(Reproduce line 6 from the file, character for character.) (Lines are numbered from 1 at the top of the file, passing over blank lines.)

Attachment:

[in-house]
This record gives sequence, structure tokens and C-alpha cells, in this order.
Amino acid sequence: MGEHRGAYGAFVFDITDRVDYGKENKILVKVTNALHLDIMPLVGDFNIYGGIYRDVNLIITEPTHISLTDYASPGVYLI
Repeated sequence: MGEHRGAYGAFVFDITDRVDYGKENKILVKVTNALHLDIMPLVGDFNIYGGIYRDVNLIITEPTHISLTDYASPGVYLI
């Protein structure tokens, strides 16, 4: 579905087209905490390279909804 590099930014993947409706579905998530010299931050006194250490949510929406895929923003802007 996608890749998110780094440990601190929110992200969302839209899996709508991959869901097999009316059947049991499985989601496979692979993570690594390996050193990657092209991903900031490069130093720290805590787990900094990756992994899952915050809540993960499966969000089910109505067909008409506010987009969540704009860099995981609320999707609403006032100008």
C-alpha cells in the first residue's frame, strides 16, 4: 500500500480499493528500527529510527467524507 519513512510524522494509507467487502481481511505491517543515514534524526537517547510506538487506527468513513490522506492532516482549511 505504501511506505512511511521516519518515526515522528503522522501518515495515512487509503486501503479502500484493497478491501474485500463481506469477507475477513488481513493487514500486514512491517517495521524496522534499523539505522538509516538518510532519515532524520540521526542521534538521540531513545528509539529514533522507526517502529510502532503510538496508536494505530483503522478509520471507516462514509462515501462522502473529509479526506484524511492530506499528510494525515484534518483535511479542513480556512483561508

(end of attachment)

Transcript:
C-alpha cells in the first residue's frame, strides 16, 4: 500500500480499493528500527529510527467524507 519513512510524522494509507467487502481481511505491517543515514534524526537517547510506538487506527468513513490522506492532516482549511 505504501511506505512511511521516519518515526515522528503522522501518515495515512487509503486501503479502500484493497478491501474485500463481506469477507475477513488481513493487514500486514512491517517495521524496522534499523539505522538509516538518510532519515532524520540521526542521534538521540531513545528509539529514533522507526517502529510502532503510538496508536494505530483503522478509520471507516462514509462515501462522502473529509479526506484524511492530506499528510494525515484534518483535511479542513480556512483561508